Will you be hosting a TalkBack session during Raising Our Voices? Or is your section planning a special event, such as a board meeting, business meeting, committee meeting, or awards or in-memoriam event? This page provides virtual meeting accessibility guidelines, which should be reviewed closely prior to your session or event and followed during your Zoom or Google Meet call. This information is provided to support collective access for disabled participants, participants with disabilities, and participants with access needs, and should be disseminated to all possible participants prior to your event.
Why? An accessible introduction helps support blind and low-vision attendees, as well as others whose processing requires additional auditory information of visuals and provides visual access to each speaker.
Request attendees to remain muted unless speaking.
Why? Staying muted helps all attendees by minimizing audio noise. This is also especially helpful for people who are D/deaf, hard-of-hearing, have an auditory processing disorder, or experience sensory overload.
For large groups (25+), request attendees to stay off video unless speaking or signing.
Why? Staying off video helps all attendees by minimizing video noise and use of bandwidth on a call. This is also especially helpful for people who experience sensoryoverload.
Request attendees to always announce themselves before speaking (i.e. “This is Ed.” “Nate speaking.”)
Why? Announcements prior to speaking helps people who are D/deaf, hard-of-hearing, blind, low-vision, or have an auditory processing disorder more easily follow the conversation.
Speak at a slow pace.
Why? Speaking at a slow pace helps people who are D/deaf, hard-of-hearing, blind, low-vision, or have an auditory processing disorder more easily follow the conversation.
Request attendees to raise hands, virtually or physically, or comment in the chat to indicate when they would like to speak or go on video.
Why? Identifying when someone would like to speak via a raised hand or comment supports establishing a speaking order and avoids instances where multiple people are speaking over each other.
Avoid speaking at the same time as others.
Why? Focusing on one speaker at a time supports people who are D/deaf, hard-of-hearing, have an auditory processing disorder, or experience sensory overload.
Read aloud questions and comments submitted via chat or Q&A.
Why? Reading aloud a question prior to answering or a comment prior to responding supports people with visual and/or cognitive access needs as well as alerts everyone to the focus of the conversation in that moment. This is especially critical when chats are active and may be difficult to follow.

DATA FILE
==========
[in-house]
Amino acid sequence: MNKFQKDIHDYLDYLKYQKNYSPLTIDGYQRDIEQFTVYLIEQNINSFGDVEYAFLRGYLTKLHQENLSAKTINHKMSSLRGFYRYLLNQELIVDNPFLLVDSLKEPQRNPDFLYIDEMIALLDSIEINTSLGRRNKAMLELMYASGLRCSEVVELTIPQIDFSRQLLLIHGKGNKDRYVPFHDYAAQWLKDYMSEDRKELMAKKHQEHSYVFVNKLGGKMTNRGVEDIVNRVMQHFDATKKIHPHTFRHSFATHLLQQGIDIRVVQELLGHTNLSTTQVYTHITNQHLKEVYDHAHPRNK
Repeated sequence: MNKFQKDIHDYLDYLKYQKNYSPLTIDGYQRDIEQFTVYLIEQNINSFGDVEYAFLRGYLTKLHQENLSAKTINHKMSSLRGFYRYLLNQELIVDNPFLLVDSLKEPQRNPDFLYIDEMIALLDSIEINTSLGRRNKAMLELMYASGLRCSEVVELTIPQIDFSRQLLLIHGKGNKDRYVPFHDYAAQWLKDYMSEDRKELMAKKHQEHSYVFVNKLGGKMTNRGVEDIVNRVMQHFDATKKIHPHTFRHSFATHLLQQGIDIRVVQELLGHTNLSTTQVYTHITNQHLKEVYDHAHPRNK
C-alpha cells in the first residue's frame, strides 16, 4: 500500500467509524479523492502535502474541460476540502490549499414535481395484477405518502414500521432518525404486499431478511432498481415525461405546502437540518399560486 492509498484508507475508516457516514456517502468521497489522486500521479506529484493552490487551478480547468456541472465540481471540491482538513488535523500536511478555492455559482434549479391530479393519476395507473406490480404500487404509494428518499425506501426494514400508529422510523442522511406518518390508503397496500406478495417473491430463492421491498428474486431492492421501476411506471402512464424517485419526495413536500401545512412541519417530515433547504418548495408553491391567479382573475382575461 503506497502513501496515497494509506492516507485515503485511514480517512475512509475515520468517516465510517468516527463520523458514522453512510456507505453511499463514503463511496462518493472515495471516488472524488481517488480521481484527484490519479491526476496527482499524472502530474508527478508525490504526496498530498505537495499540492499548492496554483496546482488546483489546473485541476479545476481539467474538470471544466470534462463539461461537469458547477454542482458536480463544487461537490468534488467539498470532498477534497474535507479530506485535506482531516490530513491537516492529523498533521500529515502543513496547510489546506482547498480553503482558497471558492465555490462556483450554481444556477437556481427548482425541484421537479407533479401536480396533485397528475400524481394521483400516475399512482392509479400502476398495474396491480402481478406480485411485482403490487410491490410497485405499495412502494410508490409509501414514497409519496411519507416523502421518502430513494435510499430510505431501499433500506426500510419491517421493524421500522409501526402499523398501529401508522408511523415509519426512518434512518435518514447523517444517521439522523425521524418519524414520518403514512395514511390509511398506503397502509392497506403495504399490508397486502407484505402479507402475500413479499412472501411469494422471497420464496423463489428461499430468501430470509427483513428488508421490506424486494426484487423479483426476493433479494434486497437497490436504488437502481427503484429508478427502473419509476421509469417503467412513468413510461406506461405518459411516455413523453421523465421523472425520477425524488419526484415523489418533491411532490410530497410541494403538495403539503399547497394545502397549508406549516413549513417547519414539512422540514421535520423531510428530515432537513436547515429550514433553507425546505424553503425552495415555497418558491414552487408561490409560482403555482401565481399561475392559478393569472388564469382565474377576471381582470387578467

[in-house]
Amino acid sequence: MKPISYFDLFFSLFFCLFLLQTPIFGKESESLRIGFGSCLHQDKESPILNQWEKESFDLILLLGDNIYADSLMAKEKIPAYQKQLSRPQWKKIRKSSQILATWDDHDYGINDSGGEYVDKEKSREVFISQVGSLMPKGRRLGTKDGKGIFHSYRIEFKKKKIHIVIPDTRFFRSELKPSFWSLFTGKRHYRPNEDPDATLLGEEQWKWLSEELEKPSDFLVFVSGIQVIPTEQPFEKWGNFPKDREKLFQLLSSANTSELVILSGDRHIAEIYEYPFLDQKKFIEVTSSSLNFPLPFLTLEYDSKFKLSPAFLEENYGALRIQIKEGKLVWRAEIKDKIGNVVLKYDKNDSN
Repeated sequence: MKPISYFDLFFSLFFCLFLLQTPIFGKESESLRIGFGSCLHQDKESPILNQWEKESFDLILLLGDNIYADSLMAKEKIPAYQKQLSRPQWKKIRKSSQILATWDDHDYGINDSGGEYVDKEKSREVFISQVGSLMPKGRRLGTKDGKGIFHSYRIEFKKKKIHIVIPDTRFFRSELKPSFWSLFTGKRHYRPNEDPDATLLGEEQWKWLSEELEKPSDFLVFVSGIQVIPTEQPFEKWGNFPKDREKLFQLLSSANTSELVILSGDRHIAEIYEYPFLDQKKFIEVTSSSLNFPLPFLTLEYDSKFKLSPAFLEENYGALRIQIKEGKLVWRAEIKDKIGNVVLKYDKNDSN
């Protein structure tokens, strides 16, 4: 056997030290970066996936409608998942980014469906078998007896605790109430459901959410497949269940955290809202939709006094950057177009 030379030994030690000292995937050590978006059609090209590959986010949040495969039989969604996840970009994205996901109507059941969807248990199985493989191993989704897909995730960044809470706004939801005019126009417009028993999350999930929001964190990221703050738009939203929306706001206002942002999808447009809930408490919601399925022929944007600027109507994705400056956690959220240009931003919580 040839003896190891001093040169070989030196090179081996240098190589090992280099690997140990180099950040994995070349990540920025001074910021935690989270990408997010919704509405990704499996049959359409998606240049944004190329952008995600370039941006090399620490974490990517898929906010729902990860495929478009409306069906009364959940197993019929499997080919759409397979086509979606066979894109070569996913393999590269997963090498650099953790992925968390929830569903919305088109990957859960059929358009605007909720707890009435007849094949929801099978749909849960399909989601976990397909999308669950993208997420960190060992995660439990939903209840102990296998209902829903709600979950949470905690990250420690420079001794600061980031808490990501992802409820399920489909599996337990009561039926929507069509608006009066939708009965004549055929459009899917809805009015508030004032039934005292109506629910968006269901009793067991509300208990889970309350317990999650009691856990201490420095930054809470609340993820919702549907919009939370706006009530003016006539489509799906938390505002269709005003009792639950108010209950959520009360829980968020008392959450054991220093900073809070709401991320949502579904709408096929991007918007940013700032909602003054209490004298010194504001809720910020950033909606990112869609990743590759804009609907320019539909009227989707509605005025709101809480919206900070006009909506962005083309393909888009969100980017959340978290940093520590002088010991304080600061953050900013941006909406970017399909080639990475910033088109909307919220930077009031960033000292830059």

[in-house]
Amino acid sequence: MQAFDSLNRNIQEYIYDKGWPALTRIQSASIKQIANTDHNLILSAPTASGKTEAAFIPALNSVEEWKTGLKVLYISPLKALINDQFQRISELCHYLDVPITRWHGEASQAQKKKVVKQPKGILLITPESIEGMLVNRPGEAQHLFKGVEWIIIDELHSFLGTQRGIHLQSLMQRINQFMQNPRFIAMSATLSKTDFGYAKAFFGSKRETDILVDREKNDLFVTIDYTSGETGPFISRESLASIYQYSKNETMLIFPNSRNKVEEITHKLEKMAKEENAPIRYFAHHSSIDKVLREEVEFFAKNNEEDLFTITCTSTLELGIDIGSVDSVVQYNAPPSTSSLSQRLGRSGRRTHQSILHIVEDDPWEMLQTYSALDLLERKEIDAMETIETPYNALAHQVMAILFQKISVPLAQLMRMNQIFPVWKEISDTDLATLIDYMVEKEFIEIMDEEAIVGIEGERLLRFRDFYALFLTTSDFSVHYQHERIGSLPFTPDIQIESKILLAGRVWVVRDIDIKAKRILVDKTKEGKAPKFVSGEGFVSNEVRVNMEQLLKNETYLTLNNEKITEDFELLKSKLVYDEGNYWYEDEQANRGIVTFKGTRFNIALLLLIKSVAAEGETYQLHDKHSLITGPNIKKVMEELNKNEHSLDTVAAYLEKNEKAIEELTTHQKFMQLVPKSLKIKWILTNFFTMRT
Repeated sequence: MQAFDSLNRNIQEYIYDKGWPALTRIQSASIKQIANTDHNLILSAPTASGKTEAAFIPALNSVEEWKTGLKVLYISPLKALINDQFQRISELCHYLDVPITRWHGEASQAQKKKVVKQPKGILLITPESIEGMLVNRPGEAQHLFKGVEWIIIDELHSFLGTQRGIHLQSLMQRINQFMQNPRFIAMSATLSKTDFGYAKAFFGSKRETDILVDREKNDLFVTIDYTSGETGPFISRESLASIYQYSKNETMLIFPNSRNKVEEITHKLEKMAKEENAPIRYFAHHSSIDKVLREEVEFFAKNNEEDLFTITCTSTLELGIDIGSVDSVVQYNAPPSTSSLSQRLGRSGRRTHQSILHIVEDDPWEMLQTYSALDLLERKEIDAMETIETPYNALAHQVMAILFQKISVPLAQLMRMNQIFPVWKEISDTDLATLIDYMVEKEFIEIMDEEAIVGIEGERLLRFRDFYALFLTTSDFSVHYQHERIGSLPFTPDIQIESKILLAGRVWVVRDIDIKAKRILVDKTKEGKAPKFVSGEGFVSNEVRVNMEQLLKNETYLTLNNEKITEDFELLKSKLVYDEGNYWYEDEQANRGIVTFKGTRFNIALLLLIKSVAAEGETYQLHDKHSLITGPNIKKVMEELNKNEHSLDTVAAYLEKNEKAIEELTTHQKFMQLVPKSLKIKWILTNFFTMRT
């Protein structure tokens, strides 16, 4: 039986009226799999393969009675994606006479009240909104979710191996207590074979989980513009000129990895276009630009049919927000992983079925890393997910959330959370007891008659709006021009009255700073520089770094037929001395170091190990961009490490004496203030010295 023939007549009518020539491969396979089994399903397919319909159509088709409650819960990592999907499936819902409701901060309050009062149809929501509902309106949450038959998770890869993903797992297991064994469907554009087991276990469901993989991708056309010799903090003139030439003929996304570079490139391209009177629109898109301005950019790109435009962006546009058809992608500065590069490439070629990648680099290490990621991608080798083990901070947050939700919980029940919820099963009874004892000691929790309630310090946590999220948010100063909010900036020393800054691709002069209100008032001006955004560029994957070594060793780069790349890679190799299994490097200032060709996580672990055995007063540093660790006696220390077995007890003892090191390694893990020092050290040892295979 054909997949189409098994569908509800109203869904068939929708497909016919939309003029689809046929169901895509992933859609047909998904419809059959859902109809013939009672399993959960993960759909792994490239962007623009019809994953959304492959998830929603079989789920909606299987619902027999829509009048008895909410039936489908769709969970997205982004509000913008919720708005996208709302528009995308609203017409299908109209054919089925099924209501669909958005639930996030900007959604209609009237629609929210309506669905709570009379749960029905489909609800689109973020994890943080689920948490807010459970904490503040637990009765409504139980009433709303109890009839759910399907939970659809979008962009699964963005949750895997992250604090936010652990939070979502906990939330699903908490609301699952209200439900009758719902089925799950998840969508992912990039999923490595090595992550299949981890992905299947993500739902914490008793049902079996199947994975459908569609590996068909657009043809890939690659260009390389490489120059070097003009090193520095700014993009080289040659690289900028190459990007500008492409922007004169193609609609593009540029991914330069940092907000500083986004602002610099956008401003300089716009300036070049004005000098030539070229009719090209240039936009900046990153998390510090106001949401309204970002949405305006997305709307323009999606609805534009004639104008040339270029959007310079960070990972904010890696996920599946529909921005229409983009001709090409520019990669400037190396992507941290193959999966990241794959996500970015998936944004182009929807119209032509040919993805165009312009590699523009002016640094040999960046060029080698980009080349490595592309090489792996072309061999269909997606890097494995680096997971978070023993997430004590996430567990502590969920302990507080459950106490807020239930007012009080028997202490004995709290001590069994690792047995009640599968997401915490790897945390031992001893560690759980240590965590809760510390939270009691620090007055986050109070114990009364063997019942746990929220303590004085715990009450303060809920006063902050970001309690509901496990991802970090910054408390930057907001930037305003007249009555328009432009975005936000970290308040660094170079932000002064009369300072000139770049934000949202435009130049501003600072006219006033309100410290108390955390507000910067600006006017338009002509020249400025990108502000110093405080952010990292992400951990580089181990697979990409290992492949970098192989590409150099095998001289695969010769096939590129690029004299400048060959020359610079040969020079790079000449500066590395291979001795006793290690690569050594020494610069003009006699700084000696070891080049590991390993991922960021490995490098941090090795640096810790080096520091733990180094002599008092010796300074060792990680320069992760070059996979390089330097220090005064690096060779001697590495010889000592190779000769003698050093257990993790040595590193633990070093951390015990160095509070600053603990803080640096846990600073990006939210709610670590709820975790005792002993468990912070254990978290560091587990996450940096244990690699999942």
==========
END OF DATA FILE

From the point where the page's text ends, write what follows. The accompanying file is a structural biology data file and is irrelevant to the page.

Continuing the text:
Each special event should include a way for possible attendees to indicate access needs and/or accommodation requests. This information should be reviewed frequently and requests should be fulfilled by the section.
Identify one person who will keep track of this information and follow up with individuals who indicate they have access needs and/or accommodation requests.
Clearly indicate how individuals with access needs and/or accommodation requests may contact the selected person.
If registration is required for your event, include the following field or similar language in your form:
We encourage all sections to automatically provide CART captioning for their special events. AAA works with The Kyle Duarte Company, which has been vetted for high quality captioning of anthropological academic content. If your section is interested in coordinating services, please contact the Accessibility & Meetings Coordinator at email@example.com. Note that if your special event receives a CART request, that must be honored.
Note: While person-provided real-time captioning is the preferred accessibility standard, if your section needs to consider financial constraints, we recommend using Google Meet for your special event, as opposed to Zoom or other similar software, which provides accurate, self-correcting AI captioning for most everyday language. However, please note that the AI captioning may struggle with academic jargon and discipline-specific terminology.
During the event, provide instructions to attendees for how to activate captions. This may differ from platform to platform.